Whether you’re looking to support your growing family or for more space for your fur babies to run around, buying a house is no easy feat — especially when it comes to determining your budget and how much home you can actually afford. It’s crucial to be realistic about the dollar amount you can put behind your future home because you would hate to fall in love with a place that’s out of your price range. The trick is to know your budget right off the bat and of course, make sure you stick to it so the home buying process can run as smoothly as possible.
But what are the steps to ensuring you are looking for and buying a home you can actually afford? Rocket Mortgage, an online mortgage experience that guides home buyers through the mortgage process, advises to follow the “29/41 Rule Of Thumb For Home Affordability.” When lenders evaluate your mortgage application, they calculate your debt-to-income ratio. This is your monthly debt payments divided by your monthly gross income. Lenders look at this number to see how much additional debt you can take on.
According to the 29/41 rule of thumb, it’s best to keep your DTI within a range that’s defined by these two numbers. Here’s an example: The first number, 29, represents your housing expense ratio. This is calculated by dividing your mortgage payment (principal, interest, real estate taxes, homeowners insurance and, if applicable, homeowners association dues and mortgage insurance) into your gross monthly income and converting to a percentage. You’ll want to make sure your mortgage payment is no more than 29 percent of your gross monthly income and that your total monthly debt (mortgage plus car loans, student debts, etc.) is no more than 41 percent of your total monthly income.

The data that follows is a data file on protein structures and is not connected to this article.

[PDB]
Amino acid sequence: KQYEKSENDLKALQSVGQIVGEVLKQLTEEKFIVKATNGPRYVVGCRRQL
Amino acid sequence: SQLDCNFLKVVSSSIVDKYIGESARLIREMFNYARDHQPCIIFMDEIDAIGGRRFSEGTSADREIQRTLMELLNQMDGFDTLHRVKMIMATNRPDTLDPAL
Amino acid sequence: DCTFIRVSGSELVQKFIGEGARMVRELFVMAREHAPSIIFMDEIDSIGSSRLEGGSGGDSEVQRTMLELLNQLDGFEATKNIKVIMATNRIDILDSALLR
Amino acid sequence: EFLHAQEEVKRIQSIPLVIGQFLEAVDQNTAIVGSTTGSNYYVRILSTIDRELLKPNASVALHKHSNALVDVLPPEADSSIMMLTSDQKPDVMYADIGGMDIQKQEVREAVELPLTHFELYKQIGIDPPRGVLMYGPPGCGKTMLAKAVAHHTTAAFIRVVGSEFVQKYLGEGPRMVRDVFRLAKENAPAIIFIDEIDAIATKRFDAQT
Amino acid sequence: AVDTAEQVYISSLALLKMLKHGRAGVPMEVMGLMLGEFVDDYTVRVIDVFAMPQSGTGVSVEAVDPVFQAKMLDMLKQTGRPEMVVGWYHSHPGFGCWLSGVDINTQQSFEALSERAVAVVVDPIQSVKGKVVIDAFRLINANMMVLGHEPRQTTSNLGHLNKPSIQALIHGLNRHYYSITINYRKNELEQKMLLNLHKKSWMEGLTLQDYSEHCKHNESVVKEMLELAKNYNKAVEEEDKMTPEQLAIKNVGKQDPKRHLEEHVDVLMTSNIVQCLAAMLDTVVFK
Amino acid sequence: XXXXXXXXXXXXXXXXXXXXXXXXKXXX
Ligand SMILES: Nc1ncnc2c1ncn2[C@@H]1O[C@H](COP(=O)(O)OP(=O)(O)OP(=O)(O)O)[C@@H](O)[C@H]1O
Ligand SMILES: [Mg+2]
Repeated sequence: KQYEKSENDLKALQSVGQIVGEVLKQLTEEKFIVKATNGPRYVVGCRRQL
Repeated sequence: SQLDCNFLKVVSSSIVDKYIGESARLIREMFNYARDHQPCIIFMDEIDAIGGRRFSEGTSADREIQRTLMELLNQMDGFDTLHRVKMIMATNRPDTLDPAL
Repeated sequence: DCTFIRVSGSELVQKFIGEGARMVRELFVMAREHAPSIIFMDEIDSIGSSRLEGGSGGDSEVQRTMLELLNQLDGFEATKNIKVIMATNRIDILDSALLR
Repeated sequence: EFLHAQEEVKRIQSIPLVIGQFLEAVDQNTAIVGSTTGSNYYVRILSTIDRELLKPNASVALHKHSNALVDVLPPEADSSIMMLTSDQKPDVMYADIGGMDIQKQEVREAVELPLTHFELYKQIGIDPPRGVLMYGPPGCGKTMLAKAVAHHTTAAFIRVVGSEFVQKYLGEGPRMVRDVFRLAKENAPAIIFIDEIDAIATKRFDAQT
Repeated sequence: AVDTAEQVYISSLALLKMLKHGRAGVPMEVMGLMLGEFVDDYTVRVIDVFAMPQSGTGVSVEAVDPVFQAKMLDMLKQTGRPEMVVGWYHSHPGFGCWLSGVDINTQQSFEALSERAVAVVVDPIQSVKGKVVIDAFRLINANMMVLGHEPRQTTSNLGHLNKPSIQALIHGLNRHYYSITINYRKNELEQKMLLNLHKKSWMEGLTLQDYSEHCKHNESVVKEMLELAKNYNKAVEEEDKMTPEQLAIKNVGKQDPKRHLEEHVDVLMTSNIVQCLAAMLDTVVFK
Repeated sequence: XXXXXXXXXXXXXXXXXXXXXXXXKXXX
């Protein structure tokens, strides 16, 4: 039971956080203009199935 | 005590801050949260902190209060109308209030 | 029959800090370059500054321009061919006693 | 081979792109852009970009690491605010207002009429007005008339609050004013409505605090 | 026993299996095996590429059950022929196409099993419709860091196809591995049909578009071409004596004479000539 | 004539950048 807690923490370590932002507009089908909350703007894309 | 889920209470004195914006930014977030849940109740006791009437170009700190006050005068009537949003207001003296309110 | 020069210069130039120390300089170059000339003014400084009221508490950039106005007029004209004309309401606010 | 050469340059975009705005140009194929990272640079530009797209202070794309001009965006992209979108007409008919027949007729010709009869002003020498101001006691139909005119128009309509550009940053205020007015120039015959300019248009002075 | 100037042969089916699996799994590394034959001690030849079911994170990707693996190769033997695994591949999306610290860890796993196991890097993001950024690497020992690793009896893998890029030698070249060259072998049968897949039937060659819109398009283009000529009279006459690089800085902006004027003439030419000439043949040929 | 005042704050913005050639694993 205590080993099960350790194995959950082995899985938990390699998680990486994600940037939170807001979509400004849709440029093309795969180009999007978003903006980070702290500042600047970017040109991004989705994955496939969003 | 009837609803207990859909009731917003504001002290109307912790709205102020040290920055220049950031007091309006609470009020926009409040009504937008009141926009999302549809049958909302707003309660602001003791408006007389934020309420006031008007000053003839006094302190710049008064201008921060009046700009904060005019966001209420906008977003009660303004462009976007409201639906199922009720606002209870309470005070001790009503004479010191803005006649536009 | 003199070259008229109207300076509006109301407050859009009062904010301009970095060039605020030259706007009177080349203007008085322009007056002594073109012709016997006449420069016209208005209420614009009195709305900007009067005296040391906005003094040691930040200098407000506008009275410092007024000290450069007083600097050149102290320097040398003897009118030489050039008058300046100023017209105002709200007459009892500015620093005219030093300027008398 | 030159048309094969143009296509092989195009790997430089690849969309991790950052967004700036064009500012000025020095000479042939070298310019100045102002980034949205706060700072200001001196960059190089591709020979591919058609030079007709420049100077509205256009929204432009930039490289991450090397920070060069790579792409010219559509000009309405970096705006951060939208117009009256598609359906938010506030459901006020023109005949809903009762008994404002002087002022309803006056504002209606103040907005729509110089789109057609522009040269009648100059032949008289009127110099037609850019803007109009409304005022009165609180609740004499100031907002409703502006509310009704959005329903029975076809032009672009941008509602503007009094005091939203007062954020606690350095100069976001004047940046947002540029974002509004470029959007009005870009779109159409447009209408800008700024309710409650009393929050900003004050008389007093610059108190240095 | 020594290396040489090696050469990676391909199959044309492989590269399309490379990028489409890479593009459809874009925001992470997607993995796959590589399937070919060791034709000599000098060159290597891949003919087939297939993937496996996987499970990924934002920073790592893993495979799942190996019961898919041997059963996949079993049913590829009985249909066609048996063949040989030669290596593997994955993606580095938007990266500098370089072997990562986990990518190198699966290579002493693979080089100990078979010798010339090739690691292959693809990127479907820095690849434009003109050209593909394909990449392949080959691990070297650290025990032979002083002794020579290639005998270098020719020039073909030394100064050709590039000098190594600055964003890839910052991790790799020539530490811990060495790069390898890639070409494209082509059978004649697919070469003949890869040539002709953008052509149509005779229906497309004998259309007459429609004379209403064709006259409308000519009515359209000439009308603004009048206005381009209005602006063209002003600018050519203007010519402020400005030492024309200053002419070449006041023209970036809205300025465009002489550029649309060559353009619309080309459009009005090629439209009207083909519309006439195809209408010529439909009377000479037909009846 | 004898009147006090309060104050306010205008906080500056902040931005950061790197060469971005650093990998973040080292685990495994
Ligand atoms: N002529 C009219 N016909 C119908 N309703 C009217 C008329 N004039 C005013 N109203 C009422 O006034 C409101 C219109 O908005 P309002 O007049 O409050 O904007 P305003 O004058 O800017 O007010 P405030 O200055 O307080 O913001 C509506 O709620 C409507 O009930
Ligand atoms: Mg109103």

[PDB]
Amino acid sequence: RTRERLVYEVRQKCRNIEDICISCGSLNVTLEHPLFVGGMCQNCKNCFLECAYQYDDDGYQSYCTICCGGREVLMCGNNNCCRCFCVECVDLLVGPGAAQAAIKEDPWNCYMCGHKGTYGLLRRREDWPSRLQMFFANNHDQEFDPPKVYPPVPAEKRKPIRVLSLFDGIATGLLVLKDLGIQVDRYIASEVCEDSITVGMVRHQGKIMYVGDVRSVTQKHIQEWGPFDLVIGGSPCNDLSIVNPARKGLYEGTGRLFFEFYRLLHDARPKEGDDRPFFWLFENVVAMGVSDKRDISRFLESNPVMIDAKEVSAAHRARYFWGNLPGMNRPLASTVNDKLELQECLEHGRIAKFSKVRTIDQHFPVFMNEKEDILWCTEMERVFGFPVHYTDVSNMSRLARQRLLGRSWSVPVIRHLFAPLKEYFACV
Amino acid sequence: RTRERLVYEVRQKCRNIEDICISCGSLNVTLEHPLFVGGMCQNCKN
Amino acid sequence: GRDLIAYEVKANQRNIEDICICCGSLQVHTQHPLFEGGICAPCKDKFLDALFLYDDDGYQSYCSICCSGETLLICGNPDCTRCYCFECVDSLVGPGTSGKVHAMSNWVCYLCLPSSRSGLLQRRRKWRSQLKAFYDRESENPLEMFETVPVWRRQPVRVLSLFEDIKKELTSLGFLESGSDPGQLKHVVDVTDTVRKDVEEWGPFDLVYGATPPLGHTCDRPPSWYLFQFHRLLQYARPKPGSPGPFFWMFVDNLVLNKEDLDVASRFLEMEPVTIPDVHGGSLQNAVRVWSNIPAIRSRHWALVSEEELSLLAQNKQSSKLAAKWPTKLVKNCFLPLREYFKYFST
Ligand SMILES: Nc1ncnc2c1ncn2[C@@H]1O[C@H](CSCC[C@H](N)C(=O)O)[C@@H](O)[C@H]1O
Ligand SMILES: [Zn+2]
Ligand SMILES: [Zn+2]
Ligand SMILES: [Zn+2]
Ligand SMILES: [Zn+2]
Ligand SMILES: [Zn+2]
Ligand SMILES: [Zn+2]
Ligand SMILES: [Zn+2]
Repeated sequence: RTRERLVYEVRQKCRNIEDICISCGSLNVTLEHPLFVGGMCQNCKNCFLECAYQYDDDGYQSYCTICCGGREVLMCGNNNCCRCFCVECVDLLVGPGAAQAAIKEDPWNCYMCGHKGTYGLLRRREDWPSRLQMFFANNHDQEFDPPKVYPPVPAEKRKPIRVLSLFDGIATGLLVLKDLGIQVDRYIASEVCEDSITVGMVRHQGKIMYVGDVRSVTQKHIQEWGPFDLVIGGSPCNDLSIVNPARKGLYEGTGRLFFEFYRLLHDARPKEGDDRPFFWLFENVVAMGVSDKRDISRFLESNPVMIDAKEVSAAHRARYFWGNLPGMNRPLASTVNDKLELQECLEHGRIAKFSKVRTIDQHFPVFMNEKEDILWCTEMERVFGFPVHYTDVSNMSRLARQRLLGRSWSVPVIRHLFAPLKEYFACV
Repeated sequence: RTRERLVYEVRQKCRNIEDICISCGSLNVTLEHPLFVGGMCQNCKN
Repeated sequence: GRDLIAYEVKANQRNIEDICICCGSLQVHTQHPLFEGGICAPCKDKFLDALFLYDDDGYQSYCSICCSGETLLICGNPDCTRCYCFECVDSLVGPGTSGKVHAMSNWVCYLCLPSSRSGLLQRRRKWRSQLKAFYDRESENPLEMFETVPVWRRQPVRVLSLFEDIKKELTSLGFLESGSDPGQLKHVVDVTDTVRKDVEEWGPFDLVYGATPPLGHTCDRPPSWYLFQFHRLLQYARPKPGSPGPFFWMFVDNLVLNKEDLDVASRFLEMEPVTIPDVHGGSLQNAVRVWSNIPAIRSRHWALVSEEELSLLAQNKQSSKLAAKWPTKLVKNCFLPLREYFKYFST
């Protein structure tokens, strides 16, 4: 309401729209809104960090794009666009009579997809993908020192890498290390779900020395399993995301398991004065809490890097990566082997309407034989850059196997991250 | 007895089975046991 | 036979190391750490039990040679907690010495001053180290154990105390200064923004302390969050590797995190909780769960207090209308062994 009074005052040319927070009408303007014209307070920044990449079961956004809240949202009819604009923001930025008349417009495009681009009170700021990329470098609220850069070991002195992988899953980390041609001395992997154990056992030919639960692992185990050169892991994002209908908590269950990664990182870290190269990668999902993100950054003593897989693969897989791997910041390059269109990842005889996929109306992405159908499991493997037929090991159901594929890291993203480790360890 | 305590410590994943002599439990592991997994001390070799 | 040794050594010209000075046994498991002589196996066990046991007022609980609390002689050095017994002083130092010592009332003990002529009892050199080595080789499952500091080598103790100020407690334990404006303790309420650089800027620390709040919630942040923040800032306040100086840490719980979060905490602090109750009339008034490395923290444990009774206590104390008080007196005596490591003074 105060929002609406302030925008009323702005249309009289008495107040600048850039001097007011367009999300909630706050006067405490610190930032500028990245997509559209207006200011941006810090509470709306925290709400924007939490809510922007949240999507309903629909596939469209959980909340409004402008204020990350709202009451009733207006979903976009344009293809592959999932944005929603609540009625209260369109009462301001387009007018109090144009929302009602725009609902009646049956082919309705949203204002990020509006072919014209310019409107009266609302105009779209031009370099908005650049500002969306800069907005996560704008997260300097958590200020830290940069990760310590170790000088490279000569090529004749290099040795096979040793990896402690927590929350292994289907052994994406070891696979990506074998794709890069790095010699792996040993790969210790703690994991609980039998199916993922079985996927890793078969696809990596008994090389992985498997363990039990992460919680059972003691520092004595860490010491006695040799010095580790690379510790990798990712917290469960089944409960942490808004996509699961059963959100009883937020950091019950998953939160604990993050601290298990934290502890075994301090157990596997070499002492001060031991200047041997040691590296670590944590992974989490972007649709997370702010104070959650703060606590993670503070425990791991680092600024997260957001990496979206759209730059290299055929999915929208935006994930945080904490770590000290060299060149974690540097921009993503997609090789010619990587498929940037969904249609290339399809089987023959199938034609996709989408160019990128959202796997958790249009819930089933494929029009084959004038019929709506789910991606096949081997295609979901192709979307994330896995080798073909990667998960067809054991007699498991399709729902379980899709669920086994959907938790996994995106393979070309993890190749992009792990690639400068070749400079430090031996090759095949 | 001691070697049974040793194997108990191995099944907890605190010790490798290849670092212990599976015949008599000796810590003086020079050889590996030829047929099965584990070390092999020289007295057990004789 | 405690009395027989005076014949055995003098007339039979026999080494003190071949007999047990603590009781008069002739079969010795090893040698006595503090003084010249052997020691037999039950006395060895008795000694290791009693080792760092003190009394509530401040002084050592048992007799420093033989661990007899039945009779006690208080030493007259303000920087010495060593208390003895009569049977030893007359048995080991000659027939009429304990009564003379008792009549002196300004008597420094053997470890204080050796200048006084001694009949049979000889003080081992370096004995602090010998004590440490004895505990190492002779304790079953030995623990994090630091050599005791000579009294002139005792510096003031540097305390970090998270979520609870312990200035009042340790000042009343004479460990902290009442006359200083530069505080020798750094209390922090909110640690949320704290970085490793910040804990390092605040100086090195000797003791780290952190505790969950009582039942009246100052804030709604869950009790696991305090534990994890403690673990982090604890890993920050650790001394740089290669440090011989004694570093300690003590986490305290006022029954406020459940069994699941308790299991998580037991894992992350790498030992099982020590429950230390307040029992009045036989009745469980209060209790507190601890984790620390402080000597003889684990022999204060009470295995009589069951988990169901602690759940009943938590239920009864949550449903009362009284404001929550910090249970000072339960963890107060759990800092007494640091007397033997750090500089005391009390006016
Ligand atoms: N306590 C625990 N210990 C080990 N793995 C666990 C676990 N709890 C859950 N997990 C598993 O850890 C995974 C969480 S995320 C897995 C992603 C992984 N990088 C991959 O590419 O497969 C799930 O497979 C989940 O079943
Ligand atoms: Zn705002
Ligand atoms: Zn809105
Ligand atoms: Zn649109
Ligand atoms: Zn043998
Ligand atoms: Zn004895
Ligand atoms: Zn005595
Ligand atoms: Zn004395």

In addition to DTI and housing expense ratio, home buyers will also want to take into consideration mortgage term and down payment when looking into home affordability. Mortgage term refers to the length of time you have to pay back the amount you’ve borrowed. The most common loan terms are 15 and 30 years, but there are other terms available.
Once you close on your home loan, your monthly mortgage payment may be the biggest debt payment you make each month, so it’s important to make sure you can afford it. If you need help calculating this number, Rocket Mortgage offers a free mortgage calculator to help buyers estimate their monthly payment. They also offer a Verified Approval Letter (VAL), which in a competitive market, can give you an edge by letting the seller know your finances are secure.
As for down payment, wondering how much you’ll need is common. You might think you need to plunk down 20 percent of your purchase price for a down payment, but that’s actually not true. You can get a conventional loan (a loan backed by Fannie Mae or Freddie Mac) for as little as three percent down, according to Rocket Mortgage, and you might not have to put down anything at all if you qualify for certain government loans.
Also note that one of the advantages of a higher down payment is no mortgage insurance. Mortgage insurance protects your lender and the mortgage investor if you don’t make payments and default on your loan. If you put down less than 20 percent, you’ll pay mortgage insurance, which can involve a monthly fee as well as an upfront fee depending on the loan option you qualify for. When paying private mortgage insurance, note that Rocket Mortgage has some of the lowest PMI rates available ($44 compared to the $80 national average).
Essentially, deciding how much house you can afford varies from person to person because no two financial situations are the same. It requires you taking a deep look into your finances and not just how much money you want to spend on mortgage payments each month. Home searching may be a tough process at first, but remember the end goal is a home that you’ll love. But by doing your research and using helpful tools at your disposal, you can find the home of your dreams and be able to afford it.
This article was created by SheKnows for Rocket Mortgage.